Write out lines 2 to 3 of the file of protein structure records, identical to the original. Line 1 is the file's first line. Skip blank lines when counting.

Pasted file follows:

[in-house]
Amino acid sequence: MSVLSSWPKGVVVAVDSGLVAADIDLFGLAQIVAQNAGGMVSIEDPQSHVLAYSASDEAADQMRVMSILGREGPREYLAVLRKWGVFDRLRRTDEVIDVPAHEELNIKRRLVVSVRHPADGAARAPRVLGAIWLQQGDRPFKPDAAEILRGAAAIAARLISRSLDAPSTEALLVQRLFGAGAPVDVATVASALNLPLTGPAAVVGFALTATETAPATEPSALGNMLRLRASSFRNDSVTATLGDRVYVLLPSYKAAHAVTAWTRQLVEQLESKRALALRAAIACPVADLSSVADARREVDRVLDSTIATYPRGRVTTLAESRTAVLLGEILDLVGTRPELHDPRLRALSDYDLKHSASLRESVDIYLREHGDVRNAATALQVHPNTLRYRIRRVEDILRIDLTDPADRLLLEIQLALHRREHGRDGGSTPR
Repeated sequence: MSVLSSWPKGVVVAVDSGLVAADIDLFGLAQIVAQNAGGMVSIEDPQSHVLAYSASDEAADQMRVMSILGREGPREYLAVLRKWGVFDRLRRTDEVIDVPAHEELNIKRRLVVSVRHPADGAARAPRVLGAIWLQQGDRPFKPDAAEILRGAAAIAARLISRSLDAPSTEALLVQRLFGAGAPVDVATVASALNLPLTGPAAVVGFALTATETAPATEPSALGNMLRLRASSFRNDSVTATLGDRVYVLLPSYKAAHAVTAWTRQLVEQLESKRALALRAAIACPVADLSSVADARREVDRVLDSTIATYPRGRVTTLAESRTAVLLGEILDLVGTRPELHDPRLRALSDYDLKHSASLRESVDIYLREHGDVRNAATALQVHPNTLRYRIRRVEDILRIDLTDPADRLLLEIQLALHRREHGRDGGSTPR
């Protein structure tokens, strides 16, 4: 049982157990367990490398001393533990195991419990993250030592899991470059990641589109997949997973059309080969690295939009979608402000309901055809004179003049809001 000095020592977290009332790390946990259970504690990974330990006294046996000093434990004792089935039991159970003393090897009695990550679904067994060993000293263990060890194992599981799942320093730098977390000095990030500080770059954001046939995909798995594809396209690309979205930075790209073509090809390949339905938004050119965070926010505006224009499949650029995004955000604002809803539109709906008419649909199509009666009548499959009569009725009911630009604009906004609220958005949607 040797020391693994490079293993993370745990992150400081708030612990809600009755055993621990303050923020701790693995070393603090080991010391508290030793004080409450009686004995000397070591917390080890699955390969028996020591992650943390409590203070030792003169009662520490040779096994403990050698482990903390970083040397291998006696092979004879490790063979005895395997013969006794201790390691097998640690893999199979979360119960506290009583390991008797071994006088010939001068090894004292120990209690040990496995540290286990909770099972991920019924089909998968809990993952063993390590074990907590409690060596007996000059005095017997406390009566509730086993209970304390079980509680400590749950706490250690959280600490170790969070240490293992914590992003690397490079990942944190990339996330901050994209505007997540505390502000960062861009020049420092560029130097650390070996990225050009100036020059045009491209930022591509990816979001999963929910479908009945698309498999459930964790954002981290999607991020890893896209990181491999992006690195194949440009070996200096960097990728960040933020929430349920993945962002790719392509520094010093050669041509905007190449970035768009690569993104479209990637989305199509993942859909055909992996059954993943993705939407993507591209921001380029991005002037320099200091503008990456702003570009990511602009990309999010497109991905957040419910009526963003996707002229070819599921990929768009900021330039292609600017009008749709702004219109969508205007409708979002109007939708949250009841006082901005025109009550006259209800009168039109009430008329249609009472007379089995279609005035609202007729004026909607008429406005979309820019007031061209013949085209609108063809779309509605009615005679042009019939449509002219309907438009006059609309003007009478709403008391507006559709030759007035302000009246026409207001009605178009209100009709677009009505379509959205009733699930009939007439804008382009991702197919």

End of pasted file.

Amino acid sequence: MSVLSSWPKGVVVAVDSGLVAADIDLFGLAQIVAQNAGGMVSIEDPQSHVLAYSASDEAADQMRVMSILGREGPREYLAVLRKWGVFDRLRRTDEVIDVPAHEELNIKRRLVVSVRHPADGAARAPRVLGAIWLQQGDRPFKPDAAEILRGAAAIAARLISRSLDAPSTEALLVQRLFGAGAPVDVATVASALNLPLTGPAAVVGFALTATETAPATEPSALGNMLRLRASSFRNDSVTATLGDRVYVLLPSYKAAHAVTAWTRQLVEQLESKRALALRAAIACPVADLSSVADARREVDRVLDSTIATYPRGRVTTLAESRTAVLLGEILDLVGTRPELHDPRLRALSDYDLKHSASLRESVDIYLREHGDVRNAATALQVHPNTLRYRIRRVEDILRIDLTDPADRLLLEIQLALHRREHGRDGGSTPR
Repeated sequence: MSVLSSWPKGVVVAVDSGLVAADIDLFGLAQIVAQNAGGMVSIEDPQSHVLAYSASDEAADQMRVMSILGREGPREYLAVLRKWGVFDRLRRTDEVIDVPAHEELNIKRRLVVSVRHPADGAARAPRVLGAIWLQQGDRPFKPDAAEILRGAAAIAARLISRSLDAPSTEALLVQRLFGAGAPVDVATVASALNLPLTGPAAVVGFALTATETAPATEPSALGNMLRLRASSFRNDSVTATLGDRVYVLLPSYKAAHAVTAWTRQLVEQLESKRALALRAAIACPVADLSSVADARREVDRVLDSTIATYPRGRVTTLAESRTAVLLGEILDLVGTRPELHDPRLRALSDYDLKHSASLRESVDIYLREHGDVRNAATALQVHPNTLRYRIRRVEDILRIDLTDPADRLLLEIQLALHRREHGRDGGSTPR